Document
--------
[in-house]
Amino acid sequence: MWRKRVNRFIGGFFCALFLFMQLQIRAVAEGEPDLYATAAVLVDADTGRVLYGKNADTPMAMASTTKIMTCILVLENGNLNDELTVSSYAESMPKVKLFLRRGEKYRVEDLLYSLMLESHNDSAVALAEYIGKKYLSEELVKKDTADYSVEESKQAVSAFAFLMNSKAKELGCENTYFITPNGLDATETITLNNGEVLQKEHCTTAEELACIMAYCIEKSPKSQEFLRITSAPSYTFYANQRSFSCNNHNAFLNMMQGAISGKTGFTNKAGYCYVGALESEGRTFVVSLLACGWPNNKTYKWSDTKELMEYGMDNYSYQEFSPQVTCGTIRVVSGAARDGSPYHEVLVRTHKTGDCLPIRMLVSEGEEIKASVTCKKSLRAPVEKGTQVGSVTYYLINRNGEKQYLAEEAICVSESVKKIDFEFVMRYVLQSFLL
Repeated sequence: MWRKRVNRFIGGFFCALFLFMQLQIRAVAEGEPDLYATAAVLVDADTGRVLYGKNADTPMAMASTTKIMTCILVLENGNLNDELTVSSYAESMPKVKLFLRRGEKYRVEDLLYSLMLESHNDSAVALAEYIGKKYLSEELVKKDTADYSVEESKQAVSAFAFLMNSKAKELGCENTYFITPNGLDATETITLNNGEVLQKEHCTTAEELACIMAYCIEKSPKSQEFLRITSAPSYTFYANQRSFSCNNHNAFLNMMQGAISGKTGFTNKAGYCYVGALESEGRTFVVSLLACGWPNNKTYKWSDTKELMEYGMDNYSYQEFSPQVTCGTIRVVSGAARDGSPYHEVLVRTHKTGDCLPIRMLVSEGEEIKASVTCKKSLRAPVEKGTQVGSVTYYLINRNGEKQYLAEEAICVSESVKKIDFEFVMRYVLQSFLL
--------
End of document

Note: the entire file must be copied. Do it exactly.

[in-house]
Amino acid sequence: MWRKRVNRFIGGFFCALFLFMQLQIRAVAEGEPDLYATAAVLVDADTGRVLYGKNADTPMAMASTTKIMTCILVLENGNLNDELTVSSYAESMPKVKLFLRRGEKYRVEDLLYSLMLESHNDSAVALAEYIGKKYLSEELVKKDTADYSVEESKQAVSAFAFLMNSKAKELGCENTYFITPNGLDATETITLNNGEVLQKEHCTTAEELACIMAYCIEKSPKSQEFLRITSAPSYTFYANQRSFSCNNHNAFLNMMQGAISGKTGFTNKAGYCYVGALESEGRTFVVSLLACGWPNNKTYKWSDTKELMEYGMDNYSYQEFSPQVTCGTIRVVSGAARDGSPYHEVLVRTHKTGDCLPIRMLVSEGEEIKASVTCKKSLRAPVEKGTQVGSVTYYLINRNGEKQYLAEEAICVSESVKKIDFEFVMRYVLQSFLL
Repeated sequence: MWRKRVNRFIGGFFCALFLFMQLQIRAVAEGEPDLYATAAVLVDADTGRVLYGKNADTPMAMASTTKIMTCILVLENGNLNDELTVSSYAESMPKVKLFLRRGEKYRVEDLLYSLMLESHNDSAVALAEYIGKKYLSEELVKKDTADYSVEESKQAVSAFAFLMNSKAKELGCENTYFITPNGLDATETITLNNGEVLQKEHCTTAEELACIMAYCIEKSPKSQEFLRITSAPSYTFYANQRSFSCNNHNAFLNMMQGAISGKTGFTNKAGYCYVGALESEGRTFVVSLLACGWPNNKTYKWSDTKELMEYGMDNYSYQEFSPQVTCGTIRVVSGAARDGSPYHEVLVRTHKTGDCLPIRMLVSEGEEIKASVTCKKSLRAPVEKGTQVGSVTYYLINRNGEKQYLAEEAICVSESVKKIDFEFVMRYVLQSFLL